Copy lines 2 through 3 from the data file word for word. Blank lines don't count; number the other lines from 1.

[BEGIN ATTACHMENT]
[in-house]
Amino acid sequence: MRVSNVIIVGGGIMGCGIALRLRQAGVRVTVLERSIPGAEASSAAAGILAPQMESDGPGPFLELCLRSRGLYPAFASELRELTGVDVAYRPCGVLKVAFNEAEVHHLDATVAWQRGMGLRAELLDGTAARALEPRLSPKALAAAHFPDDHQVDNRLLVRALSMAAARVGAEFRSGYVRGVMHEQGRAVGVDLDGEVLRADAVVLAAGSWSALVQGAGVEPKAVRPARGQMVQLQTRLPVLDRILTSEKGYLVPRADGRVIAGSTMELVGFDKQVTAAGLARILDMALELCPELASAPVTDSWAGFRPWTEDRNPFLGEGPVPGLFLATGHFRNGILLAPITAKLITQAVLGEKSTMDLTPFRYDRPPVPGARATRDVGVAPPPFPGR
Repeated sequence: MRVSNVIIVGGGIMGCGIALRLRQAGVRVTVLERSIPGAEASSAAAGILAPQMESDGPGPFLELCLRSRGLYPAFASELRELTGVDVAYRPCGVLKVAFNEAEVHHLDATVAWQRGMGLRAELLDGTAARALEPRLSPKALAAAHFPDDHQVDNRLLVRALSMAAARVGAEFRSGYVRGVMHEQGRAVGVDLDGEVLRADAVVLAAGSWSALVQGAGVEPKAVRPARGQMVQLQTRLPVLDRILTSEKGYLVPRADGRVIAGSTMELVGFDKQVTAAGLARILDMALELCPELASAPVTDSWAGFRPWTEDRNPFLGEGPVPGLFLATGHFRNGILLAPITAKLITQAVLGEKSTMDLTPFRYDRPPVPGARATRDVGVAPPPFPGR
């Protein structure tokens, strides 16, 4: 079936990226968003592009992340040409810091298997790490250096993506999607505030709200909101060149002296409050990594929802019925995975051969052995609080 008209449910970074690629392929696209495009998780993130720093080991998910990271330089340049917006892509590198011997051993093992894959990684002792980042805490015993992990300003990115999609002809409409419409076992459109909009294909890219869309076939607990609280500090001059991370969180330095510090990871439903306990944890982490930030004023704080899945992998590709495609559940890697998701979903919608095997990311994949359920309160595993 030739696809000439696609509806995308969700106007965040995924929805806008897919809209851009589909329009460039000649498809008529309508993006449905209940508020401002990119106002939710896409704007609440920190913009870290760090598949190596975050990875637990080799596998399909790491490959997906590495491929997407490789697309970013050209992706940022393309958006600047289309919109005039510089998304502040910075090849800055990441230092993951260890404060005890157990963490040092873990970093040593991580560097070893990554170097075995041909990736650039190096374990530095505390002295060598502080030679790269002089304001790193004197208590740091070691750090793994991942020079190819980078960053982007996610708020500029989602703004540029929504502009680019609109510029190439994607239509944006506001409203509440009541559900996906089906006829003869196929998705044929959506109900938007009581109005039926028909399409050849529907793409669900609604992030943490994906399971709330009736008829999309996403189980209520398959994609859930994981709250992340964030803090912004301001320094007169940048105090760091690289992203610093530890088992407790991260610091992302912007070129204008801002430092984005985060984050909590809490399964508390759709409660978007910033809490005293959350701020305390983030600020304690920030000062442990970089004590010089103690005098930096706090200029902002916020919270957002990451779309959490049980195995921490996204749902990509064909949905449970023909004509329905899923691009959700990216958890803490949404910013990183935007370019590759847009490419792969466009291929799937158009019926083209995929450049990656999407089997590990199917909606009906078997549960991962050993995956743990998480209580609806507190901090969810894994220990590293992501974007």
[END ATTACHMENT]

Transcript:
Amino acid sequence: MRVSNVIIVGGGIMGCGIALRLRQAGVRVTVLERSIPGAEASSAAAGILAPQMESDGPGPFLELCLRSRGLYPAFASELRELTGVDVAYRPCGVLKVAFNEAEVHHLDATVAWQRGMGLRAELLDGTAARALEPRLSPKALAAAHFPDDHQVDNRLLVRALSMAAARVGAEFRSGYVRGVMHEQGRAVGVDLDGEVLRADAVVLAAGSWSALVQGAGVEPKAVRPARGQMVQLQTRLPVLDRILTSEKGYLVPRADGRVIAGSTMELVGFDKQVTAAGLARILDMALELCPELASAPVTDSWAGFRPWTEDRNPFLGEGPVPGLFLATGHFRNGILLAPITAKLITQAVLGEKSTMDLTPFRYDRPPVPGARATRDVGVAPPPFPGR
Repeated sequence: MRVSNVIIVGGGIMGCGIALRLRQAGVRVTVLERSIPGAEASSAAAGILAPQMESDGPGPFLELCLRSRGLYPAFASELRELTGVDVAYRPCGVLKVAFNEAEVHHLDATVAWQRGMGLRAELLDGTAARALEPRLSPKALAAAHFPDDHQVDNRLLVRALSMAAARVGAEFRSGYVRGVMHEQGRAVGVDLDGEVLRADAVVLAAGSWSALVQGAGVEPKAVRPARGQMVQLQTRLPVLDRILTSEKGYLVPRADGRVIAGSTMELVGFDKQVTAAGLARILDMALELCPELASAPVTDSWAGFRPWTEDRNPFLGEGPVPGLFLATGHFRNGILLAPITAKLITQAVLGEKSTMDLTPFRYDRPPVPGARATRDVGVAPPPFPGR